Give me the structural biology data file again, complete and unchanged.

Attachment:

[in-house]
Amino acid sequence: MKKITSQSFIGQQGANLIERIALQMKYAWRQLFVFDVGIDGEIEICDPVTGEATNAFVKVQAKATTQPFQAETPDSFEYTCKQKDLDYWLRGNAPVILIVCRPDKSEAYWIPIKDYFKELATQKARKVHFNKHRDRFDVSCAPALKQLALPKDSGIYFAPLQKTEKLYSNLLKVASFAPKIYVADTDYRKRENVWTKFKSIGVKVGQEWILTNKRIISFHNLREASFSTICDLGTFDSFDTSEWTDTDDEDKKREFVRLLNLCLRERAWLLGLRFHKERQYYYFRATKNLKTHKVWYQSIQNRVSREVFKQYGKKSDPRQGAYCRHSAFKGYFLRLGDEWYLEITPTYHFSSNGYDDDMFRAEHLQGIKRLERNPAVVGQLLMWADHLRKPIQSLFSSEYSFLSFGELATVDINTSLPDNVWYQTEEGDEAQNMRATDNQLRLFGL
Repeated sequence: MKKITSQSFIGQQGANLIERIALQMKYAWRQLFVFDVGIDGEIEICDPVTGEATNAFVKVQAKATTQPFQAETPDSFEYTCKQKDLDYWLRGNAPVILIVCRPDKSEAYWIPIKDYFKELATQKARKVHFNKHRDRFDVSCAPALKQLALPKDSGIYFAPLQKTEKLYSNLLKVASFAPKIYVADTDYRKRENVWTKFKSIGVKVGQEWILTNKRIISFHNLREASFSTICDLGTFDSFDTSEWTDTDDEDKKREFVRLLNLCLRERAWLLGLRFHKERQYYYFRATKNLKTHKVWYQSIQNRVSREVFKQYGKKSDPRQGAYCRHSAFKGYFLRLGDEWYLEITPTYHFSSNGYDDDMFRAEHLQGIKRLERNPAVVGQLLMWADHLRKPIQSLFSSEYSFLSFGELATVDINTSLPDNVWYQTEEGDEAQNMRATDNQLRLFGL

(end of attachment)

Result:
[in-house]
Amino acid sequence: MKKITSQSFIGQQGANLIERIALQMKYAWRQLFVFDVGIDGEIEICDPVTGEATNAFVKVQAKATTQPFQAETPDSFEYTCKQKDLDYWLRGNAPVILIVCRPDKSEAYWIPIKDYFKELATQKARKVHFNKHRDRFDVSCAPALKQLALPKDSGIYFAPLQKTEKLYSNLLKVASFAPKIYVADTDYRKRENVWTKFKSIGVKVGQEWILTNKRIISFHNLREASFSTICDLGTFDSFDTSEWTDTDDEDKKREFVRLLNLCLRERAWLLGLRFHKERQYYYFRATKNLKTHKVWYQSIQNRVSREVFKQYGKKSDPRQGAYCRHSAFKGYFLRLGDEWYLEITPTYHFSSNGYDDDMFRAEHLQGIKRLERNPAVVGQLLMWADHLRKPIQSLFSSEYSFLSFGELATVDINTSLPDNVWYQTEEGDEAQNMRATDNQLRLFGL
Repeated sequence: MKKITSQSFIGQQGANLIERIALQMKYAWRQLFVFDVGIDGEIEICDPVTGEATNAFVKVQAKATTQPFQAETPDSFEYTCKQKDLDYWLRGNAPVILIVCRPDKSEAYWIPIKDYFKELATQKARKVHFNKHRDRFDVSCAPALKQLALPKDSGIYFAPLQKTEKLYSNLLKVASFAPKIYVADTDYRKRENVWTKFKSIGVKVGQEWILTNKRIISFHNLREASFSTICDLGTFDSFDTSEWTDTDDEDKKREFVRLLNLCLRERAWLLGLRFHKERQYYYFRATKNLKTHKVWYQSIQNRVSREVFKQYGKKSDPRQGAYCRHSAFKGYFLRLGDEWYLEITPTYHFSSNGYDDDMFRAEHLQGIKRLERNPAVVGQLLMWADHLRKPIQSLFSSEYSFLSFGELATVDINTSLPDNVWYQTEEGDEAQNMRATDNQLRLFGL